Why is there no there controversy?  The cost of dismantling Medicaid expansion would be enormous for the State.  All of these 200,000 people who now are getting prescription drugs would need to be provided some alternative.  All the hospitals in rural communities that are benefiting from the federal government reimbursing them for care would have to find alternatives.  In the South, those hospitals are struggling to stay alive or closing because there was no way to pay for cost of care to the poor.  The expansion of clinics and new health care facilities in Cleveland, Columbus and Cincinnati would close down and the communities would have to deal with the loss of health care jobs.  The Health Corridor in Cleveland would shrink to a couple of facilities.  The emergency rooms would again be packed with many uninsured residents, and cities would have to scramble to find additional health care money for their citizens.  Elected officials will be faced with coming up with funds for more EMS trips, more psychiatric problems, and more involvement with law enforcement because of out of control health issues. 

The other bit of good news was the Governor Kasich issued veto of the unrelated bit of voting restrictions slipped into the transportation bill.  This would have forced students to register their car within Ohio if they change their residence to Ohio.  They would have 30 days to register their car after they change their residence to Ohio in voting.  This would be very difficult for the local boards to enforce, and would dissuade students from changing their residence for voting.  Governor Kasich recognized all the problems and the potential lawsuit and vetoed this short sighted proposal.  Why don't legislators want to encourage student voting and encourage students studying in Ohio to remain here?  Why are they trying to put up all these barriers?  Why do they continue to try to encourage voting lawsuits? Thanks to the Governor for turning back further voting restrictions.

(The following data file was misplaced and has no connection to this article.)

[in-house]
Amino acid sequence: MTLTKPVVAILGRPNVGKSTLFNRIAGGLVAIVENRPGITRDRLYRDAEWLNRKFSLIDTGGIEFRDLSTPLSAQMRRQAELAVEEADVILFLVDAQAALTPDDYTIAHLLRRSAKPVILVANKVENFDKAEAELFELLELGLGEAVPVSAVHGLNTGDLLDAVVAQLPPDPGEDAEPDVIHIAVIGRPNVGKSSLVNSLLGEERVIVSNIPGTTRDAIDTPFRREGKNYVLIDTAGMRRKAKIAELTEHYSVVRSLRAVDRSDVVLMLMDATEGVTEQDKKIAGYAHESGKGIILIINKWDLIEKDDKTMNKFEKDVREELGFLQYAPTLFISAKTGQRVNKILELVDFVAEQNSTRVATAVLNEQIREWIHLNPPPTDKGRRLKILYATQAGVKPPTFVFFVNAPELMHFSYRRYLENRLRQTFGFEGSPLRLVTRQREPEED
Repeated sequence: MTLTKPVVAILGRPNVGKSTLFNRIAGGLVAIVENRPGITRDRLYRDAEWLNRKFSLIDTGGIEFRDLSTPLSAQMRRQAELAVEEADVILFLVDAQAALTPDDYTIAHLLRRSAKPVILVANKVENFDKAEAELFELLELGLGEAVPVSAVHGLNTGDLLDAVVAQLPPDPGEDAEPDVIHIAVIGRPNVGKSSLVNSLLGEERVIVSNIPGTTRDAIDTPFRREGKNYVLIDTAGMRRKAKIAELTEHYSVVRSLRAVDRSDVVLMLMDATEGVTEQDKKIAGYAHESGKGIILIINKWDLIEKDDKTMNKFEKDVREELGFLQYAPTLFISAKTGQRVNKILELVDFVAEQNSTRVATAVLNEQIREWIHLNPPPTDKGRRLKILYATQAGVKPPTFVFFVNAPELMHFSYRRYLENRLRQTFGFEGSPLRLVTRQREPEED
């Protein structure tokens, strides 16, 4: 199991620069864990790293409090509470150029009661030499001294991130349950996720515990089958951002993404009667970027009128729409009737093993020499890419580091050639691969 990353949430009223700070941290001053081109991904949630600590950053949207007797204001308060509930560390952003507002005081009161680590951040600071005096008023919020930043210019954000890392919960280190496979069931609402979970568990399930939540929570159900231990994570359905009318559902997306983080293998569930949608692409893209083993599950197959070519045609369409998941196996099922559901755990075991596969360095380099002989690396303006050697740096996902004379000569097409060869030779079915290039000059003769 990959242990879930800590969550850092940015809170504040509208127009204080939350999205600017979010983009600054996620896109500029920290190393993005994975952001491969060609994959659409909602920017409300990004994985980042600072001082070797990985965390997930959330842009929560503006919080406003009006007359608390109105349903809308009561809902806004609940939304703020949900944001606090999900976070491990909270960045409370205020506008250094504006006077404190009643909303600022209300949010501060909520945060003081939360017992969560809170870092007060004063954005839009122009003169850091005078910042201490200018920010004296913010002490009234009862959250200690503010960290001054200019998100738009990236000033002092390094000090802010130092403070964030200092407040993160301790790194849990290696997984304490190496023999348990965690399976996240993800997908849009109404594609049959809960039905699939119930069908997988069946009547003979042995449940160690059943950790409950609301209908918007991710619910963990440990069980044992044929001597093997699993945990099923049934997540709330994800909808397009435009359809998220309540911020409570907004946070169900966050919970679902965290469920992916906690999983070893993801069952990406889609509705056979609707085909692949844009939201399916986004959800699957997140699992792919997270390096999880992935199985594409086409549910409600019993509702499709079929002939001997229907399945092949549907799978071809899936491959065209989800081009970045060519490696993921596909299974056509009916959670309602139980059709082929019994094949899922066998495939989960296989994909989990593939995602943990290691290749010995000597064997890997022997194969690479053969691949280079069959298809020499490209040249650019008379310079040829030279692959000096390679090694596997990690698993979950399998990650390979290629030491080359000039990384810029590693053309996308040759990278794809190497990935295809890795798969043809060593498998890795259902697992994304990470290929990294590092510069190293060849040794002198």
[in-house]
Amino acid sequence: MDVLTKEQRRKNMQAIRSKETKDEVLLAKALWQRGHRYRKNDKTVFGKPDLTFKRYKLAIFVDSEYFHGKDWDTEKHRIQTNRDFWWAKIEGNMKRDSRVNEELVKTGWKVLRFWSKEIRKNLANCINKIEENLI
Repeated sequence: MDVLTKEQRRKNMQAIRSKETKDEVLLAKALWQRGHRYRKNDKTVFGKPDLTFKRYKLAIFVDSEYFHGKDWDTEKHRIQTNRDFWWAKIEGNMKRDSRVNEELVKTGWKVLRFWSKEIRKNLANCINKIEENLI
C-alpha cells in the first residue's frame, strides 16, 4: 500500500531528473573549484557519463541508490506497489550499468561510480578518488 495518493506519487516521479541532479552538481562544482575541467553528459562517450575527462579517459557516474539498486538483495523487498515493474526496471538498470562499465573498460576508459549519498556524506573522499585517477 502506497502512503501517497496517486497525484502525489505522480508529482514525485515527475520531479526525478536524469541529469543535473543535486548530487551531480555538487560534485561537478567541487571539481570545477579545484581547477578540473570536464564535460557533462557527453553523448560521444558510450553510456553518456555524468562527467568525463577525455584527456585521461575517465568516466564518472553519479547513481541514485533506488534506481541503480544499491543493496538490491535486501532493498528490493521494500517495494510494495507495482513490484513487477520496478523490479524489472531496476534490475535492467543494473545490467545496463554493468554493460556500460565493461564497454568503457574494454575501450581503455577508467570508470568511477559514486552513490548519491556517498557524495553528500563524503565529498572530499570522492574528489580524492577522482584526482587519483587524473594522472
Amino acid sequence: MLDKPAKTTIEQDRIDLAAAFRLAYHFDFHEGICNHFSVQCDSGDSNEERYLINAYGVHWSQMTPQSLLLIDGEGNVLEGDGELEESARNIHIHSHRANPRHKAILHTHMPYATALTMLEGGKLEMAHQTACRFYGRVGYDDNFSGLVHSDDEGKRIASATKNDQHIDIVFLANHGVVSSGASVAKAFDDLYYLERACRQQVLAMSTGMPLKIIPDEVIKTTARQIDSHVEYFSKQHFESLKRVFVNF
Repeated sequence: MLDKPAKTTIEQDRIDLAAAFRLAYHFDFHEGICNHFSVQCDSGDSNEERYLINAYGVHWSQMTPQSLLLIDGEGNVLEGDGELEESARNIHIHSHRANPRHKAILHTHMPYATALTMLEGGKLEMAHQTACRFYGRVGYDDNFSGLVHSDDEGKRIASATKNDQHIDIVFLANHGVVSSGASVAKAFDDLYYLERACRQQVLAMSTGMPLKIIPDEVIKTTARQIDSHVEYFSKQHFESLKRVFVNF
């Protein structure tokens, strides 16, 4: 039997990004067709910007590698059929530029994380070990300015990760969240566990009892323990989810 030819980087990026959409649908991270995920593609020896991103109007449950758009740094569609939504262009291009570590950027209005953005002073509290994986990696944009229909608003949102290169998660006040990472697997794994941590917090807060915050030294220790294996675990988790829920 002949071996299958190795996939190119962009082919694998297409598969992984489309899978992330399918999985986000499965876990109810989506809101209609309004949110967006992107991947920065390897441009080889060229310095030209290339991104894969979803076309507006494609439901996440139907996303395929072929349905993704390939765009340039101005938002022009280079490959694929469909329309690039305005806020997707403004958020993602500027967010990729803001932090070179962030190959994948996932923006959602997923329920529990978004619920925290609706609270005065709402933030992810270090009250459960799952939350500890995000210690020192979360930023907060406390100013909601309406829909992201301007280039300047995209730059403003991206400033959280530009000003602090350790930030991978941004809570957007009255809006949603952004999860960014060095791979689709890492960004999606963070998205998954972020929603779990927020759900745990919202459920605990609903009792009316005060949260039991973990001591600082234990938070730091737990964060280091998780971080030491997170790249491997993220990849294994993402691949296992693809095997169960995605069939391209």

Brian Davis

Posts reflect the opinion of those who sign the entry.

Friday
Feb202015

Medicaid Verification Letters

The State of Ohio has requested income verification from all those who signed up for Medicaid expansion under Obamacare.  So far 107,000 people have not responded to the letters.  They are given until the end of the February to respond or they will be terminated from the program.  This could mean that the medicine that they are on will not be covered if they show up to fill a prescription.  They will have to re-sign up if they attempt to get medical assistance.